I remember well the first time I got drunk. Martini ‘anytime, anyplace, anywhere’ was my poison (well it was the Eighties!) and when I arrived at a friend’s party one night, bottle in hand, I imagined that I would soon be glamorous and sophisticated. It didn’t quite pan out like that. Swigging straight from the bottle in the Portakabin toilets of our local scout hut was a long way from the TV commercial featuring a glamorous woman in a white bikini running along a tropical beach to embrace her lover. But I was thirteen years old, I didn’t have a tropical beach to go to, or a handsome boyfriend to embrace, so this would have to do.
I remember even now how vile that peppery liquid tasted, yet somehow at thirteen I just knew that I must persevere, for this was the sure-fire way to adulthood and acceptance. At thirteen I was skinny, shy, a bit of a swot and woefully lacking in self-confidence. I was bullied relentlessly at school, but with that first taste of Martini I suddenly felt powerful, attractive, confident. And that was it – the start of a twenty seven year love affair with alcohol.
Since becoming involved with Soberistas in November 2012, I have learned that my story is not unfamiliar. There are now fourteen thousand members worldwide – thousands of us whose stories are different yet the same; Shy girl / boy with low self esteem meets alcohol and BOOM! For many, me included, alcohol is not seen as particularly problematic until a way down the line. Why would it if it does not appear to be causing you any major health problems (yet), and when half the population appears to be doing just as you are?
For years I attributed my low level anxiety and low mood to physiology, never once thinking to point my finger at alcohol. How many of us are irritable with our kids / partners because we have a low level hangover? How many of us are unproductive and simply muddling through life because of low mood? When the goalposts of ‘normal’ alcohol use shift, as seems to have happened in our society, it is perhaps more difficult for an individual to see that something is wrong. In just a generation the levels of alcohol use that constitute ‘normal’ drinking have gone through the roof.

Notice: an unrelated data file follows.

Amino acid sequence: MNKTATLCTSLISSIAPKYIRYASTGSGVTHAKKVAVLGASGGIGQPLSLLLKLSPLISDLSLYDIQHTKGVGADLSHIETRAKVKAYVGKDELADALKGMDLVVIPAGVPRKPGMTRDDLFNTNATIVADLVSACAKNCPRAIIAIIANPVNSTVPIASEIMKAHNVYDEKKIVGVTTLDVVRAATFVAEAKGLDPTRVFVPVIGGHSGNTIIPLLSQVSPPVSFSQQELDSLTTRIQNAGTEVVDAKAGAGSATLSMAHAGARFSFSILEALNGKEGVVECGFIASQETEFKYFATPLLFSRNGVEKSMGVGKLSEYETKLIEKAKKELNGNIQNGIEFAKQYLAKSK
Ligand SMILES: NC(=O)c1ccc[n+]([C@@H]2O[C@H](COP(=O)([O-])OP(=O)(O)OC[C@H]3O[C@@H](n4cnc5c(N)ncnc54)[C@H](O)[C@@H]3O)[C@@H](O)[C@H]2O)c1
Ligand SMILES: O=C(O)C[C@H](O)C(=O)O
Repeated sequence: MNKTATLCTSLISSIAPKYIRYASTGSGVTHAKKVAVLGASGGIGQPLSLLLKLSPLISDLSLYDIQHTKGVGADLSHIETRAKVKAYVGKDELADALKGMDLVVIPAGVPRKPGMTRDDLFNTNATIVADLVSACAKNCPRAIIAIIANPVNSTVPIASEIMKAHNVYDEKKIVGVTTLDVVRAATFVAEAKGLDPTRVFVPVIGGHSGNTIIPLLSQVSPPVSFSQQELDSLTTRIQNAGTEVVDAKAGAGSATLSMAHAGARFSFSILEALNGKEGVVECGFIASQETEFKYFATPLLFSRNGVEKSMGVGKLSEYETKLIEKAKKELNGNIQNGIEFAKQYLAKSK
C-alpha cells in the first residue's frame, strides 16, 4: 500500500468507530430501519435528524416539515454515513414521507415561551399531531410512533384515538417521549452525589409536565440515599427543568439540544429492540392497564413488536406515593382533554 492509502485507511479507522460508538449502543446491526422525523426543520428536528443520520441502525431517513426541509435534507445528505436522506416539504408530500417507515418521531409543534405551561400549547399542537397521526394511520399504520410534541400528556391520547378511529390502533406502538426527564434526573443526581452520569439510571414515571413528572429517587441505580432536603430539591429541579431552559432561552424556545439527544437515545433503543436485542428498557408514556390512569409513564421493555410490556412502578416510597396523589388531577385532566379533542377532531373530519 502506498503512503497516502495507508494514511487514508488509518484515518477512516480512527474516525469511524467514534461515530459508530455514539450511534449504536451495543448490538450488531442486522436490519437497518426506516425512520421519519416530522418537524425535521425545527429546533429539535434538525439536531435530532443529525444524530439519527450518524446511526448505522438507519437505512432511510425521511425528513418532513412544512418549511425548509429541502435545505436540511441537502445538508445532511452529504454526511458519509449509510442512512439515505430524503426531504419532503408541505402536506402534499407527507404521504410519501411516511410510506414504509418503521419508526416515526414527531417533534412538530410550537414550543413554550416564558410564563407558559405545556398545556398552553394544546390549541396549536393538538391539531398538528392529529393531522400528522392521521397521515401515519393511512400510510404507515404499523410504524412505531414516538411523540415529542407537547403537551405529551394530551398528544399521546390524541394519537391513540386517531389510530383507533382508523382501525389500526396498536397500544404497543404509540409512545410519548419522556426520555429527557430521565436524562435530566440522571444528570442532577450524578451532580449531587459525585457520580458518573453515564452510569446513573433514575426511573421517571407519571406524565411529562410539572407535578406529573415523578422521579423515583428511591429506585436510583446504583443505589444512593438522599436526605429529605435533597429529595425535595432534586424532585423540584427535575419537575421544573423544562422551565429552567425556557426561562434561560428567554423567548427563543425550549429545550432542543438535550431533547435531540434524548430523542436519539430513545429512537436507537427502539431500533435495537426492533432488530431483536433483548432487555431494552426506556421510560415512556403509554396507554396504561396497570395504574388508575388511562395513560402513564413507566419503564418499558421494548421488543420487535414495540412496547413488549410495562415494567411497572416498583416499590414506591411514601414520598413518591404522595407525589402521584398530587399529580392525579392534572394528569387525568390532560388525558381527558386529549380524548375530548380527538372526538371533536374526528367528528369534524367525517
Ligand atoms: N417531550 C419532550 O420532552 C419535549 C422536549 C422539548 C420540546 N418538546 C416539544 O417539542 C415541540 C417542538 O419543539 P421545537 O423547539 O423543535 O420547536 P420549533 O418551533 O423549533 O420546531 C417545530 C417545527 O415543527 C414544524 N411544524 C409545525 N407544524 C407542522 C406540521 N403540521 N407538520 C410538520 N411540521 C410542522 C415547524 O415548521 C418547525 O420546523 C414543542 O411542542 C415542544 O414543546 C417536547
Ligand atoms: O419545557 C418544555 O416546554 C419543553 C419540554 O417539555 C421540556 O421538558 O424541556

For many, the alarm bells only begin to ring when we are already well down the road of an alcohol use disorder. But maybe, just maybe, if we lose some of the stigma surrounding alcohol and its misuse, people may begin to question their habits earlier on, before they begin to slide down the slope of full blown addiction. Maybe our society is waking up to the fact that our alcohol consumption is excessive and unhealthy.
My own drinking patterns were called into question when my sister Lucy Rocca (rather fortuitously!) set up Soberistas.com and in the year since its’ inception, I have realised several things;
It does not matter what you label it – alcoholism, alcohol dependence, alcohol misuse, binge-drinking or whatever. It does not matter if someone you know drinks way more than you. If it’s causing you problems it’s causing you problems. And you will know when it is.
Just because everyone else seems to be getting hammered all the time does not make it OK if you are unhappy with it. Sod everyone else and get on with sorting yourself out.
You are not the only person who feels as if you’re on the slippery slope – there are thousands of lovely people out there just like you. (And you can now chat to lots of them anonymously on Soberistas.com)
If you feel like you are already on the slippery slope you are highly unlikely to get off it without action. It sounds obvious but without effort on your part you cannot expect things to change. If you suspect that you have unhealthy issues with alcohol and do nothing about it, you are taking one hell of a gamble.
I strongly feel that by talking about alcohol issues and trying to remove some of the stigma surrounding alcohol misuse, people who are just beginning to question their relationship with booze may feel confident that they can take action. People who, up until recently, hardly believed they had a problem.
At Soberistas, nobody is preaching – we just want you to be happy.